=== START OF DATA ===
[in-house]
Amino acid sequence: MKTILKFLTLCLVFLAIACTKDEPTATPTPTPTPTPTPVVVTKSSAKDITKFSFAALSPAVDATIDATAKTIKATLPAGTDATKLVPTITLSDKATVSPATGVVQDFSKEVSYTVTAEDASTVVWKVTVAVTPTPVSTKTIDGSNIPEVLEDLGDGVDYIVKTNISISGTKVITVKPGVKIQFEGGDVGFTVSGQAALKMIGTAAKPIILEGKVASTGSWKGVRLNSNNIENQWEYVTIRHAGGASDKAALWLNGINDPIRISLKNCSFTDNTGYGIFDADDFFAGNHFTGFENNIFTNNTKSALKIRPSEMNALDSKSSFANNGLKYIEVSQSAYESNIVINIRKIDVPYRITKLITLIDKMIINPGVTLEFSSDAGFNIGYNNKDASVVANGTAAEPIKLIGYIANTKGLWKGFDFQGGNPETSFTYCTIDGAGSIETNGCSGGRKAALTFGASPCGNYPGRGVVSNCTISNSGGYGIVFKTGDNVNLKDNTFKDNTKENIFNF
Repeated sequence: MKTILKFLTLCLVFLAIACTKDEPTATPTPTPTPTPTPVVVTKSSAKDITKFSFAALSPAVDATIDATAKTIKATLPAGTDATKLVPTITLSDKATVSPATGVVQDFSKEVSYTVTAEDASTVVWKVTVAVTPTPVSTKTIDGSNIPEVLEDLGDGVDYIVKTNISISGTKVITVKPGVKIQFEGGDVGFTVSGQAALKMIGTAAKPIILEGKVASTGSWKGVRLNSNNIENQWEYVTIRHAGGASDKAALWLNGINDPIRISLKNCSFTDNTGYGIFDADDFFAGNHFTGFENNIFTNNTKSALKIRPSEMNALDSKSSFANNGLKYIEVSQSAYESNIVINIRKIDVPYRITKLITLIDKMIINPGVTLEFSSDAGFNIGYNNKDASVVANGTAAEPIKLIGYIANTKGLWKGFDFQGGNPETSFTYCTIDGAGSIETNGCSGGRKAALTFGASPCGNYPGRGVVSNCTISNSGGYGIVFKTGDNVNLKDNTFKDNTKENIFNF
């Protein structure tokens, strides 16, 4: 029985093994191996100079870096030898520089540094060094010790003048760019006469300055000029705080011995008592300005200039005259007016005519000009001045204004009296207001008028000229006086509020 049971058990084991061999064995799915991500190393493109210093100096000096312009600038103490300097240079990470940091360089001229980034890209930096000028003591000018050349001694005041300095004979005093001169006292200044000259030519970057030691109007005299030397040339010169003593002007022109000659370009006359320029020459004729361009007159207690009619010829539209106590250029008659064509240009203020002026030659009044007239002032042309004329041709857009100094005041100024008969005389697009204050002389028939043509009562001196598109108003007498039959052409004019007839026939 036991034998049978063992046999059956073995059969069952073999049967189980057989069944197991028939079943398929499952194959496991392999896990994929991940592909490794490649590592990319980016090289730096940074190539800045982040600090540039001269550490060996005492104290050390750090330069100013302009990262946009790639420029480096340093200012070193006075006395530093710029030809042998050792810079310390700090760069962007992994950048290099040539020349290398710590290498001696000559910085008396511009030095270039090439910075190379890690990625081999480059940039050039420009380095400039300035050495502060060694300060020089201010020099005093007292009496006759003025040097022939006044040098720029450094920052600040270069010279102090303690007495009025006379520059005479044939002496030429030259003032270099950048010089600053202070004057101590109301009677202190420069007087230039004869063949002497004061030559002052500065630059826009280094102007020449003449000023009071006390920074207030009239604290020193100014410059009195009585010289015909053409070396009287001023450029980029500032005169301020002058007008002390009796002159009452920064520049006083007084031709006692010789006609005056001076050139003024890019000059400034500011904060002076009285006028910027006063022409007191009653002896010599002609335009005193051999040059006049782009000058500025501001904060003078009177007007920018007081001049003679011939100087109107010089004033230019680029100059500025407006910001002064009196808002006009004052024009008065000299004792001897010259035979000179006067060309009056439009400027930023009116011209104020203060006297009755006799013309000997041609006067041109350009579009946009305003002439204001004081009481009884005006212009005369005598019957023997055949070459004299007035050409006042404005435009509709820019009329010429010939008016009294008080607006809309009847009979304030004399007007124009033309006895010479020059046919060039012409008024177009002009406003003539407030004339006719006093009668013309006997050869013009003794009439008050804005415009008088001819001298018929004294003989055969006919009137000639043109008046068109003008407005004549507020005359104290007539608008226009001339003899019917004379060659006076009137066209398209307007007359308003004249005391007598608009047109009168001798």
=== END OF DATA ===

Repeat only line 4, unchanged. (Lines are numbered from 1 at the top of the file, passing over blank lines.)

């Protein structure tokens, strides 16, 4: 029985093994191996100079870096030898520089540094060094010790003048760019006469300055000029705080011995008592300005200039005259007016005519000009001045204004009296207001008028000229006086509020 049971058990084991061999064995799915991500190393493109210093100096000096312009600038103490300097240079990470940091360089001229980034890209930096000028003591000018050349001694005041300095004979005093001169006292200044000259030519970057030691109007005299030397040339010169003593002007022109000659370009006359320029020459004729361009007159207690009619010829539209106590250029008659064509240009203020002026030659009044007239002032042309004329041709857009100094005041100024008969005389697009204050002389028939043509009562001196598109108003007498039959052409004019007839026939 036991034998049978063992046999059956073995059969069952073999049967189980057989069944197991028939079943398929499952194959496991392999896990994929991940592909490794490649590592990319980016090289730096940074190539800045982040600090540039001269550490060996005492104290050390750090330069100013302009990262946009790639420029480096340093200012070193006075006395530093710029030809042998050792810079310390700090760069962007992994950048290099040539020349290398710590290498001696000559910085008396511009030095270039090439910075190379890690990625081999480059940039050039420009380095400039300035050495502060060694300060020089201010020099005093007292009496006759003025040097022939006044040098720029450094920052600040270069010279102090303690007495009025006379520059005479044939002496030429030259003032270099950048010089600053202070004057101590109301009677202190420069007087230039004869063949002497004061030559002052500065630059826009280094102007020449003449000023009071006390920074207030009239604290020193100014410059009195009585010289015909053409070396009287001023450029980029500032005169301020002058007008002390009796002159009452920064520049006083007084031709006692010789006609005056001076050139003024890019000059400034500011904060002076009285006028910027006063022409007191009653002896010599002609335009005193051999040059006049782009000058500025501001904060003078009177007007920018007081001049003679011939100087109107010089004033230019680029100059500025407006910001002064009196808002006009004052024009008065000299004792001897010259035979000179006067060309009056439009400027930023009116011209104020203060006297009755006799013309000997041609006067041109350009579009946009305003002439204001004081009481009884005006212009005369005598019957023997055949070459004299007035050409006042404005435009509709820019009329010429010939008016009294008080607006809309009847009979304030004399007007124009033309006895010479020059046919060039012409008024177009002009406003003539407030004339006719006093009668013309006997050869013009003794009439008050804005415009008088001819001298018929004294003989055969006919009137000639043109008046068109003008407005004549507020005359104290007539608008226009001339003899019917004379060659006076009137066209398209307007007359308003004249005391007598608009047109009168001798």